Will these pandemics ever stop?
November 5, 2020
Before the introduction of the COVID-19, cholera, the bubonic plague, smallpox, AIDS, and influenza were some of the deadliest viruses that the human population had ever dealt with. Cholera spread throughout the Erie Canal and Hudson River during 1832 in smelly, miasma gas clouds, and the bubonic plague spread from rodents and took out an estimated two-thirds of Europe’s population between 1347 and 1351.
The smallpox virus was an incredibly deadly virus that killed 300 million in the 20th century alone. The AIDS pandemic largely hit homosexual and minority communities through bloodstreams and is theorized to have started in Africa during the second half of the 1900s. Influenza has caused multiple pandemics, the most deadly killing an estimated 50-100 million in 1918. While most pandemics start small, once the disease spreads to other parts of the world, control is lost.
With each pandemic, governments choose to use a similar course of action as they did with the last, and COVID-19 was no different. If people turned the idea of the Ford Model T into the greatness of the Chevrolet Corvette, why do we continue to use the same method of thinking for something that impacts us more largely like these global pandemics instead of choosing to adapt from previous methods of thinking?
First, a travel ban is placed, then quarantine is enforced (even to the point of lockdown if officials feel that it is necessary), and lastly, researchers are left to rush to find any possible cure they can. Although people continue to look arduously for a cure to these diseases, the only major pandemic that the human race has been able to successfully eradicate was smallpox in 1980, and even with this disappearance, people shifted their focus from other pandemics like AIDS and Ebola and they were then enabled to prosper and spread in the midst.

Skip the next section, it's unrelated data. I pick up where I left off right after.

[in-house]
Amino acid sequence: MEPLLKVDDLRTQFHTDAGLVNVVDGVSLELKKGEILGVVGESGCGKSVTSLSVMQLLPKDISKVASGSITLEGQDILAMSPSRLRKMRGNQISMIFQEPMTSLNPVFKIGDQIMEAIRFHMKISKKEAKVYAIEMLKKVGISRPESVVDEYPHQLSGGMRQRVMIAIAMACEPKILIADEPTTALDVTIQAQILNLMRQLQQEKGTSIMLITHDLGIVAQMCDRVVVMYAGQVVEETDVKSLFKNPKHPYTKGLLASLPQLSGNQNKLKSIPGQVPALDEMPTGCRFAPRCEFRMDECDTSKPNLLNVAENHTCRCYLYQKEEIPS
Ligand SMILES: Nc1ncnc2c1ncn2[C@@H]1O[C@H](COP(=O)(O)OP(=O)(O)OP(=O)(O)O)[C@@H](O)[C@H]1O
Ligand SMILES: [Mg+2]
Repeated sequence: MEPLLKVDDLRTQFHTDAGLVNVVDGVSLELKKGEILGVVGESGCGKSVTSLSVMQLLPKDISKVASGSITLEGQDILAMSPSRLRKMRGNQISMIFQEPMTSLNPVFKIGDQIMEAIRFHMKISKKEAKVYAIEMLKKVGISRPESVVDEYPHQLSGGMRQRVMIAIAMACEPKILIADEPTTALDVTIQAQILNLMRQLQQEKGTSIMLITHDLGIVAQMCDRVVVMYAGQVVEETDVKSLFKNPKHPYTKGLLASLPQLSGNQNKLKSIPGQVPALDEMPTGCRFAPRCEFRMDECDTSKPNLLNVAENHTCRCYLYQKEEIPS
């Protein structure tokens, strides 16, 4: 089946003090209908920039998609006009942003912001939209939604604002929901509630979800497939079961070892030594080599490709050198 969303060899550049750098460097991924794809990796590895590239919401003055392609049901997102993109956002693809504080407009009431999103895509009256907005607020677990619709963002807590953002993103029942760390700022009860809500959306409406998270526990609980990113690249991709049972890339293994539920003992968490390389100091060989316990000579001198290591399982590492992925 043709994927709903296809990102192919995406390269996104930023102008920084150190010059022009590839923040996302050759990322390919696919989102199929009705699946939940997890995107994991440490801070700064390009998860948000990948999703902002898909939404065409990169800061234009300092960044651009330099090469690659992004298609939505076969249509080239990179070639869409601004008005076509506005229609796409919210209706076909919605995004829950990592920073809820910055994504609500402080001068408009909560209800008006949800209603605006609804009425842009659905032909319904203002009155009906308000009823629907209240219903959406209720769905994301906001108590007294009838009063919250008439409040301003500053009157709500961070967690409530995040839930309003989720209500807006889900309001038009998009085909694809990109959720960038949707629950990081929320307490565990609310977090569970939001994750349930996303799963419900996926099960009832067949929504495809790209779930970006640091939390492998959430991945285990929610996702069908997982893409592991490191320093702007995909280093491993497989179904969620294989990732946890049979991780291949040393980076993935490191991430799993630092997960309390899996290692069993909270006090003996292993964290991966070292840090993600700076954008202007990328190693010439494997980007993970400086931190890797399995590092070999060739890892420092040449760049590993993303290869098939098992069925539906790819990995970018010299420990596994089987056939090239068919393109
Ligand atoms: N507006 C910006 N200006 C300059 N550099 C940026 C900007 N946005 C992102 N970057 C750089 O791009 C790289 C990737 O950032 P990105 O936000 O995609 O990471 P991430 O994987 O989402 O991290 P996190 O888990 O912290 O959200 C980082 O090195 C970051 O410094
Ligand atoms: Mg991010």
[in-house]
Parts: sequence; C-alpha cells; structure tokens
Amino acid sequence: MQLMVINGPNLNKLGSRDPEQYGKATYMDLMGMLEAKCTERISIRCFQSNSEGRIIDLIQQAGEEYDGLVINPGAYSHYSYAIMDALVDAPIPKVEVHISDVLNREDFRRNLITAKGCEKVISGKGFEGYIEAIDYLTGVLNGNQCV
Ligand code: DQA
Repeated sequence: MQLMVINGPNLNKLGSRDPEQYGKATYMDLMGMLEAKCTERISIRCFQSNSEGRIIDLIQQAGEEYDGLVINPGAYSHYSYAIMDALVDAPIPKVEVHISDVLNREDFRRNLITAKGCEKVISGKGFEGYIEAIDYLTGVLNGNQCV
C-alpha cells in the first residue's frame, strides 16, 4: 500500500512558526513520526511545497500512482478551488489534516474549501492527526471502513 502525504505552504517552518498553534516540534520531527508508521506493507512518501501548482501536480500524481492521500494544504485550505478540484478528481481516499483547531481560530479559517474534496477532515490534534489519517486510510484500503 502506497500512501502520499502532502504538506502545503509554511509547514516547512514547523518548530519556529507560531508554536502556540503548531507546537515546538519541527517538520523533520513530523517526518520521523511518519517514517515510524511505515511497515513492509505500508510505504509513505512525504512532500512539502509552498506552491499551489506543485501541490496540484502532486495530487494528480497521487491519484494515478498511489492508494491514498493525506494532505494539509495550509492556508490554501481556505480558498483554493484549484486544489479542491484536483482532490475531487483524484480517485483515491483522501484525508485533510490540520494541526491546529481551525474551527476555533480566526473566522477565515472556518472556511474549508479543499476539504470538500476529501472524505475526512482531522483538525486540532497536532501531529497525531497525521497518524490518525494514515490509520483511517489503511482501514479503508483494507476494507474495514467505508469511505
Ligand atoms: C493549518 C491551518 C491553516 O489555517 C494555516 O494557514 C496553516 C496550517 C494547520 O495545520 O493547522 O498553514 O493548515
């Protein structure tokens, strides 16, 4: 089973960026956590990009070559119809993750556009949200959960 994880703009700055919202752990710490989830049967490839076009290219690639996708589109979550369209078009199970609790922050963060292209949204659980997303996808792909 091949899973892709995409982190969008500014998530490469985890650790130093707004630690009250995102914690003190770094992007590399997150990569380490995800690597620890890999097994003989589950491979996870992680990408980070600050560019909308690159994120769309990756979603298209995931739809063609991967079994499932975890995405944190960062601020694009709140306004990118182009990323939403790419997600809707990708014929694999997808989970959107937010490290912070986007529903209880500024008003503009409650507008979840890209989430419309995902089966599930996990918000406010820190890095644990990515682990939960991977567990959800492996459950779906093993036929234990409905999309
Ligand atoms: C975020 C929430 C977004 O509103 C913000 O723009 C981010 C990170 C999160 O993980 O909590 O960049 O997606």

While most pandemics start small, once the disease spreads to other parts of the world, control is lost.
We usually only consider all the issues of a pandemic to be solved by science, but most of them are largely socially based and have to do with the way we have chosen to live and have evolved.
Besides the consistent process in trying to stop a virus, there is almost always a common theme of these pandemics starting in animals and spilling over to humans. This is due largely to the shift of our society from the early hunter and gatherers to a primarily livestock-based one, making it almost impossible to eradicate viruses because they are outside of the control of just people. However, wild animals are just a small piece of a larger puzzle.
The most recent pandemic transmitted primarily from animals was the 2009 H1N1 influenza pandemic, where influenza jumped from massive herds of pigs to humans and was addressed in many briefings by the World Health Organization. Our society has grown so reliant on the mass production of animals to maximize their profits that it makes it much easier for diseases to commonly move around and eventually hurt ourselves in the process.
Outside of the animal-human relationships that enable a vast majority of pandemics to thrive, the reliance on metropolises only contributes to our interconnectivity and makes it harder for a pandemic to die out. There also hasn’t been sufficient data yet showing that travel bans have done anything to stop the spread of viruses on a larger level, however, people are still able to easily intermingle in cities like New York, Los Angeles, and Chicago.
Robert Peckham, author of infectious diseases, says, “Unless we focus more on the social and cultural components, we will not be set in a good position to combat pandemics. Solving a pandemic is more than just vaccines, wearing a mask, and sanitization; it is interwoven in the way we live and the way we consume.”